Many children still in need of father’s influence

Published 6:00 pm Sunday, June 20, 2010

It’s been said that everyone has a mother, but not everyone hasa father.

Tragically on this Father’s Day, that remains a true statement fortoo many children in America. And society continues to reap theconsequences.

From educational deficiencies to behavioral issues to increasedchances of incarceration, volumes of statistics reveal what faceschildren who grow up without the influence of fathers. In article, Wayne Parker compiled a list of data reflectingthe impact of fatherless homes on children.

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According to the report, from fatherless homes come 63 percent ofyouth suicides, 71 percent of high school dropouts, 70 percent ofjuveniles in youth-detention facilities and 85 percent of childrenwho exhibit behavioral disorders.

And children from fatherless homes are twice as likely to end up injail as those from two-parent homes, the report said. Furthermore,fatherless children are more likely to face problems related toeducational success, aggression and gender identity.

Those are not happy possibilities to ponder on the day set aside tohonor those who are supposed to provide the male influence in thehome. But what are young, impressionable youth – particularly boys- to do?

Unfortunately, too many are swayed by the lure of those who havefound success from the seemingly easy world of crime, gangs anddrugs.

That simply perpetuates the chances of the problems mentionedabove. And even if incarceration or worse is not the outcome,nothing of any true meaning or substance comes from a life devotedto gangs.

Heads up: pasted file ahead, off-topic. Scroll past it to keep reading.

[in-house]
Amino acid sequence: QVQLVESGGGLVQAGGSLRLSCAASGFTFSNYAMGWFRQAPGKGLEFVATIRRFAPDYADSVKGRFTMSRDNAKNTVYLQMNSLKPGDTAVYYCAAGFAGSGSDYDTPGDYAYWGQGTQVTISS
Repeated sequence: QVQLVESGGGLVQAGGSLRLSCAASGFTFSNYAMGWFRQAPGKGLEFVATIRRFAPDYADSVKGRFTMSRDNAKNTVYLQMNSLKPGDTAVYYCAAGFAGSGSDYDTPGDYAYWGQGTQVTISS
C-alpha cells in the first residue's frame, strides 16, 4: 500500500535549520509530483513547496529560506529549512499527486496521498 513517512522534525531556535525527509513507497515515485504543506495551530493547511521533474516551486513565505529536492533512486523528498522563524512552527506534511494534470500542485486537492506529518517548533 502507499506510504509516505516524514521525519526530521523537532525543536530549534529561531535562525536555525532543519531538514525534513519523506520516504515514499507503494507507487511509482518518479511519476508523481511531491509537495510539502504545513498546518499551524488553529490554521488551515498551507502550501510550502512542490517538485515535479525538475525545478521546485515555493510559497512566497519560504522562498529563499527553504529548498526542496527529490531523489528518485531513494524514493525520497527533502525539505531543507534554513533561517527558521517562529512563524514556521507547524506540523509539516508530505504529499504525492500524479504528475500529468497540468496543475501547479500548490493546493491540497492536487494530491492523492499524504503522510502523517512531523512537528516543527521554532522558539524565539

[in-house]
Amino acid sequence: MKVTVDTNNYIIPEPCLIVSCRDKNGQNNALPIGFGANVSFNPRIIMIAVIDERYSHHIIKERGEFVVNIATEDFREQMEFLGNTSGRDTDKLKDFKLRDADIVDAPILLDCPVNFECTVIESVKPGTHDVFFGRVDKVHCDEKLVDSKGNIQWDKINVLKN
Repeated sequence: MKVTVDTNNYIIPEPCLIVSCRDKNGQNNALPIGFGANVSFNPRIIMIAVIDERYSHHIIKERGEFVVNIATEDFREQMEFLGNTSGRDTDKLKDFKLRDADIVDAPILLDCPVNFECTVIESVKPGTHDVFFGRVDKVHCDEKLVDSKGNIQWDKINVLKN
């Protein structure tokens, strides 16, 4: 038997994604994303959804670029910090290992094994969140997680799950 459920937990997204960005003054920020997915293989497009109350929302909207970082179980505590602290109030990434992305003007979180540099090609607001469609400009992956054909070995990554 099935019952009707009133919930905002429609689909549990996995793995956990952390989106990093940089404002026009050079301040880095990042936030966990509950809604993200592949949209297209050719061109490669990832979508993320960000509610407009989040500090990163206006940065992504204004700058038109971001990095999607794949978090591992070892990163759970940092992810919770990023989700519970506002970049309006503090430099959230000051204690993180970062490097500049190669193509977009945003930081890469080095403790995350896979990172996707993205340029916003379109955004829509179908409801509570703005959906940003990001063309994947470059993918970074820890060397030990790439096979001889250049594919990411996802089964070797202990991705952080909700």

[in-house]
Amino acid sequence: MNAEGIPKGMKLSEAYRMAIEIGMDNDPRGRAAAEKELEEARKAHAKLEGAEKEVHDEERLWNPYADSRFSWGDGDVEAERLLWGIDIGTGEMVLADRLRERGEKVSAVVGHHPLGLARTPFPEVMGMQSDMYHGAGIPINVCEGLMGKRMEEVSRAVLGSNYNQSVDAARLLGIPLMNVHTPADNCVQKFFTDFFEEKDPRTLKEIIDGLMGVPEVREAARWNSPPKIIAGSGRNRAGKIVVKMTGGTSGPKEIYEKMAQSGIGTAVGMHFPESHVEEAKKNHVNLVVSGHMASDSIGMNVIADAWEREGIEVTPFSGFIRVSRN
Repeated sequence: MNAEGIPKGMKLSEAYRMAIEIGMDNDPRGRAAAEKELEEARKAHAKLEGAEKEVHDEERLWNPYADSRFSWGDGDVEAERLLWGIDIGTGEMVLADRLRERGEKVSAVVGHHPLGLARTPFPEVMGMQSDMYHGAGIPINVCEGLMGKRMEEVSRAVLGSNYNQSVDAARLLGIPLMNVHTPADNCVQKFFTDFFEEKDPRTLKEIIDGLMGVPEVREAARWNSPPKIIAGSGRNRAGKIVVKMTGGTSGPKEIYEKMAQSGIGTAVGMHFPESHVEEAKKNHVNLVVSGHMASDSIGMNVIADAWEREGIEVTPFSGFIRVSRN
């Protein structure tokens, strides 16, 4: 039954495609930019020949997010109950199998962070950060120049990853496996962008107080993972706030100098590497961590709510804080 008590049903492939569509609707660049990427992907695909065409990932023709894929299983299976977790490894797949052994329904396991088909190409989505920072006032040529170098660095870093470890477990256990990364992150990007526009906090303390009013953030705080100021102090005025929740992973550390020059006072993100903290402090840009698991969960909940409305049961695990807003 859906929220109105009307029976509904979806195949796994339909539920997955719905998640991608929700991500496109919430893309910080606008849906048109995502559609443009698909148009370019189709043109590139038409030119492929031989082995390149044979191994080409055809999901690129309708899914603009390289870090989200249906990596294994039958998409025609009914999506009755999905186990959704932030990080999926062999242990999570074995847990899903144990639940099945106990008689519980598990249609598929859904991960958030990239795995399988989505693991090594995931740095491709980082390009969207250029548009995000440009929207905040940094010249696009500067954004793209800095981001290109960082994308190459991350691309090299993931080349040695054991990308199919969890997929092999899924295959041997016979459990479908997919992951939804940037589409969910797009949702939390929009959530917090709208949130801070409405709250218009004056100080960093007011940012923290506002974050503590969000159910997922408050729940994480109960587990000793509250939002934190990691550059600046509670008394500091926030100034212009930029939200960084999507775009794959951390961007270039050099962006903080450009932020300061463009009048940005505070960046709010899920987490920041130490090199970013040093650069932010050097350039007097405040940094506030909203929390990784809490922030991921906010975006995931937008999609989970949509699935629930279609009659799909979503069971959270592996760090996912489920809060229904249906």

Another avenue for some fatherless youth, and even some withfathers, comes from the world of professional sports and athletesbeing viewed as role models. One only has to glance at thenewspaper’s Sports section or listen to ESPN to catch the latest ona sports figure who’s run afoul of the law or at least his league’spersonal conduct policies to see why that is problematic.

In a famous Nike commercial from several years ago, pro basketballplayer Charley Barkley declared, “I am not a role model,” justbecause of his ability to dunk a basketball.

You’re right, Mr. Barkley, you’re not a role model. And nor shouldyou have to be.

While we all may appreciate the abilities of Barkley and hisprofessional sports brethren, looking up to them to the point ofidolization and expected similar success promotes pursuit of a pipedream that only the rarest of the rare actually achieve. Andfailure, combined with a lack of preparation for life away fromsports, sets the stage for the realization of more problems forfatherless children.

Many communities, Brookhaven included, are blessed with men offaith and character who willingly give their time to reach out toyoung men to serve as mentors or father figures. In the absence offathers, these close-by confidants are the best role models fortoday’s young people, but even these good men cannot fulfill allthe important roles of fatherhood.

The bottom line is there is no substitute for having a father inthe home and helping to raise children.

From love to discipline, the benefits of fathers being present aremany. The refrain of “Daddy’s Hands,” a song by country musicartist Holly Dunn, captures well that sentiment:

“Daddy’s hands were soft and kind when I was cryin´.

Daddy´s hands, were hard as steel when I´d done wrong.

Daddy´s hands, weren´t always gentle

But I´ve come to understand.

There was always love in Daddy´s hands.”

Happy Father’s Day!